The Lessons of Leadership In Tumultuous Times
Updated: Jul 31
We may face many setbacks, but we must not be trounced.
In actuality, it is important for us to face the losses, to be able to know who we are, to grow. Of course, life will heave us challenges, but then again, it is during those challenges to which we learn our true selves.
As I write this post, my colleagues and I have been working from home for 11 months. Even though leadership is central to the work we do in product management, I have discovered it is even more imperative during these turbulent times. After all, there is no guide or plan on product management or lead during a pandemic.
When our leadership decided that we should work from home, my colleagues and I thought telecommuting would last maybe a month. We were not anticipating it could be a year or longer. As we settled into the unknown, I started to notice the apprehension, fear and discontent in myself and the folks I work with it.
As the country was going through civil unrest, there appeared to be even more bad news than good news. I found that I had to compartmentalize continuously. For instance, on the day of George Floyd‘s death, I had to be emotionless. As a woman of color, I was not surprised it happened. My fear for my boyfriend, brother, and nephews came thundering back ten times more than usual. The fact that I had no control and could not keep them from such a fate paralyzed me even more, but I could never show it; I had to be detached.
That day I attended and guided my meetings, pretending like the world had not changed, I joked with my coworkers, but deep down, I was hurting. After completing work, I would become reclusive and spoke to no one about my concerns. I held it all in, thinking I had to be the only one feeling sad, isolated, and worried about getting sick from COVID. In addition, with the unrest going on, I did not feel safe being outside my house in the evenings.
This was the way it was weeks after; I feigned contentment and led my team. My ‘aha’ moment came about three weeks after the George Floyd event when my mentor (who happens to be Caucasian) reached out to me and led me through a small moment of grace. She reminded me of the importance of empathy. My life journey has preceded me to this very moment; the question was will I meet this moment with the grace it deserved.
We had a frank discussion about the state of the world, our country, race relations, my role in corporate America as a Black woman, and the coded language used to describe the conduct of Black men and women. We discussed the opportunities I had lost because of racial discrimination and being a woman.
We talked about the many times I had wanted to give up, and how if I had, I would not be where I am today. I am an immigrant who moved to America at age 11, and here I am doing great product management work that will add to my employer’s incredibly large global footprint.
She helped me see that I am probably not the only one feeling dejected by the events transpiring in the country and that I can make a difference. I can be of service to my family and colleagues by continuously checking in on them. This means when I call or Slack a colleague, I am not asking them for a report but really checking in and asking how they are coping and how I can help.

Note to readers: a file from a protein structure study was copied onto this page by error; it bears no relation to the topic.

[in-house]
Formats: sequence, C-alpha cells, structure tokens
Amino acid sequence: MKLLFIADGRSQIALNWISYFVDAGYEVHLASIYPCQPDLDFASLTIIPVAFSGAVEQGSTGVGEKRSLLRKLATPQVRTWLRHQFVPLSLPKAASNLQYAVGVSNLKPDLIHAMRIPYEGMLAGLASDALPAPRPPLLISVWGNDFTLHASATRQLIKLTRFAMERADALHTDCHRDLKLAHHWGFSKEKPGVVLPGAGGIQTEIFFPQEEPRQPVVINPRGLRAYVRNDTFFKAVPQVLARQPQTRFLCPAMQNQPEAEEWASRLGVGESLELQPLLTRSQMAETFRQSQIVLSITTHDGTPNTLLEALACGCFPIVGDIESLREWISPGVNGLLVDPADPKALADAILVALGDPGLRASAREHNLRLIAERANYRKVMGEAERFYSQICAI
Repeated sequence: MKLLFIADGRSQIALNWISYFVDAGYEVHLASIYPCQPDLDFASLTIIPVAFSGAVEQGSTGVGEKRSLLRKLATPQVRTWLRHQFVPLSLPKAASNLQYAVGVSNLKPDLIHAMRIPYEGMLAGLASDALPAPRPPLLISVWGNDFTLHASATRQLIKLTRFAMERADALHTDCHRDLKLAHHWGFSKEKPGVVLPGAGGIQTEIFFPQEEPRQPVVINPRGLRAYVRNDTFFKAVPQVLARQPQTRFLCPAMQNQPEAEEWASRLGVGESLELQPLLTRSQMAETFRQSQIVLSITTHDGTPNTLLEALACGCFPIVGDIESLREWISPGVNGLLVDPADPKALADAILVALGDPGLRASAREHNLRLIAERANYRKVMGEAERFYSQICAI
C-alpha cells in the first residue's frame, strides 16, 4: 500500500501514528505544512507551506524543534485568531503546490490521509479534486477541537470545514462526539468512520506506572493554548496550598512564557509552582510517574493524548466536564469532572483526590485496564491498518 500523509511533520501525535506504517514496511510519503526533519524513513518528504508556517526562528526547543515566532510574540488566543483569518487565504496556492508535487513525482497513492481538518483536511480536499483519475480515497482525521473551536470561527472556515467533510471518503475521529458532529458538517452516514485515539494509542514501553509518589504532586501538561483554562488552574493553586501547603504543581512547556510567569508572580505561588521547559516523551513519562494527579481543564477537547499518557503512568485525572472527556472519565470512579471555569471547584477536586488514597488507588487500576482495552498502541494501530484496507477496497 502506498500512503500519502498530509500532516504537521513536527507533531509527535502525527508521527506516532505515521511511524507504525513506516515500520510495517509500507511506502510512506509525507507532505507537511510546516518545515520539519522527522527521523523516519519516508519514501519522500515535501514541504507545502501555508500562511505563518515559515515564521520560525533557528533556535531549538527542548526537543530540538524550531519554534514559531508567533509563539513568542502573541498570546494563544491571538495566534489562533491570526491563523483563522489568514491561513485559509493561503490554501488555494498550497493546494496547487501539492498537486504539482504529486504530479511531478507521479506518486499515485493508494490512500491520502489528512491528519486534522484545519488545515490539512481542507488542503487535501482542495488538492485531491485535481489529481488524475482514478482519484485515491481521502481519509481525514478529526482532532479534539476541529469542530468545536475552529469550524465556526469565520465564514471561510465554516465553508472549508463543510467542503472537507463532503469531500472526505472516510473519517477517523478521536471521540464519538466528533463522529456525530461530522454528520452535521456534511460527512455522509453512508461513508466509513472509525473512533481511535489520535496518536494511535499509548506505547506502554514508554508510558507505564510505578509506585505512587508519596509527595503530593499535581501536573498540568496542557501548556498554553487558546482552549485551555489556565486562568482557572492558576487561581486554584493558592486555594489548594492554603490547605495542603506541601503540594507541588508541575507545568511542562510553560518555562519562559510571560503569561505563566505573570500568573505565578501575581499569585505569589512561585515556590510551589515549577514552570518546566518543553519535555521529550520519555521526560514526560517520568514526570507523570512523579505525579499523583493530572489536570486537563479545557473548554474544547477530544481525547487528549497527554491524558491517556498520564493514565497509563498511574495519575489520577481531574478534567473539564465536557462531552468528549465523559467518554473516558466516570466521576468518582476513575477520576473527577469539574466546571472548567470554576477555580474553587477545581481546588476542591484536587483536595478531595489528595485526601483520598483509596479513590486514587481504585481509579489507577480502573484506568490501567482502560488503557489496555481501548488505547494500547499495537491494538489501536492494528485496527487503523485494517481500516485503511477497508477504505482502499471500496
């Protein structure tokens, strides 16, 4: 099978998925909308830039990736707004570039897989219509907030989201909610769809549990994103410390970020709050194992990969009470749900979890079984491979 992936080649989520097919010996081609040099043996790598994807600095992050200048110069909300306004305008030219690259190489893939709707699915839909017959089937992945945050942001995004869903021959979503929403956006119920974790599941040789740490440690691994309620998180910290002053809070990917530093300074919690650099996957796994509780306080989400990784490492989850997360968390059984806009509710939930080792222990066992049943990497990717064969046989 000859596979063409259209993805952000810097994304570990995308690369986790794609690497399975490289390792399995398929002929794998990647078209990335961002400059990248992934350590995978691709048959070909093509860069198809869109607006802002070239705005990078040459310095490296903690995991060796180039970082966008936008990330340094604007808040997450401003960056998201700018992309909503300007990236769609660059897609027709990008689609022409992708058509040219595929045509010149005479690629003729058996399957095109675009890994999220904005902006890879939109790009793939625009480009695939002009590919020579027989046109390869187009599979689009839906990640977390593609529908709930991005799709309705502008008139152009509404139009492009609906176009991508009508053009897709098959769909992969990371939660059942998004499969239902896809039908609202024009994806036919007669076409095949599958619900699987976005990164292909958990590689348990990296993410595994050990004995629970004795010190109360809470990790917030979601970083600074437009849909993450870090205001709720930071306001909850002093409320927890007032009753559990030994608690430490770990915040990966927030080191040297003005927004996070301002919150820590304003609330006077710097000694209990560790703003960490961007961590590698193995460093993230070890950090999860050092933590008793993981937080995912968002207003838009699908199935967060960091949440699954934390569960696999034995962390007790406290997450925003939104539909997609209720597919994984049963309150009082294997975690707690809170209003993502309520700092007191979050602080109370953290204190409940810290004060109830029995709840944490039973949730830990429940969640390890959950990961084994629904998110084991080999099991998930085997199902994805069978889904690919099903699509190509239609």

During these sessions, I discovered some of my colleagues were experiencing unease about the world, their families, careers, and the uncertainty of what life will be like after COVID. I had coworkers who were struggling about how to tell their children about COVID and death. I also discovered my female counterparts were dealing with the guilt that COVID intensified. They were finding it hard to attend meetings early in the mornings and be 100% present while helping their children with their remote learning. Some were also taking care of their parents. They felt like they were failing.
The more I talked to my colleagues, the more I uncovered they needed to vent. Weddings, birthday parties, and travel were put on hold due to the pandemic. But, just like me, they needed to laugh, even if it was about the most mundane things such as how cute baby Yoda is, the meaning of his name, if The Big Bang Theory is better than Friends, and can we get our sprints named after episodes of Frasier.
Like you all, I felt powerless at times. In the middle of my personal pity party, I experienced a recognizable shift to gratitude. I also realized my love of product management was there in the background. The reason I got up every morning was there, except now I wanted to include service to my family and colleagues.
While I miss seeing coworkers, collaborating with them in person, or even debating about who is the GOAT - Drake or Kanye, or who is the most powerful Avenger (I still believe it is Captain America), having meetings in conference rooms, travelling for work, visiting customers, and most importantly I really miss the whiteboards and the smell of markers, and I really, really miss our cafeteria especially Poke Thursday and Fridays. I have learned things do not need to be picture-perfect for me to be appreciative. The small gestures add up.
Since we have been home, I have learned my everyday act of kindness makes a difference to my relatives and coworkers. Some have not been able to travel, see or hug their loved ones in almost a year.
I implore that you pass on some compassion to your cross-functional and scrum teams by acknowledging their fears, listening, laughing, providing encouragement, asking, “What can I do to make your day better,” “How can I help” “How are you,” letting them know they are not alone, and my favorite send them a “virtual cupcake.”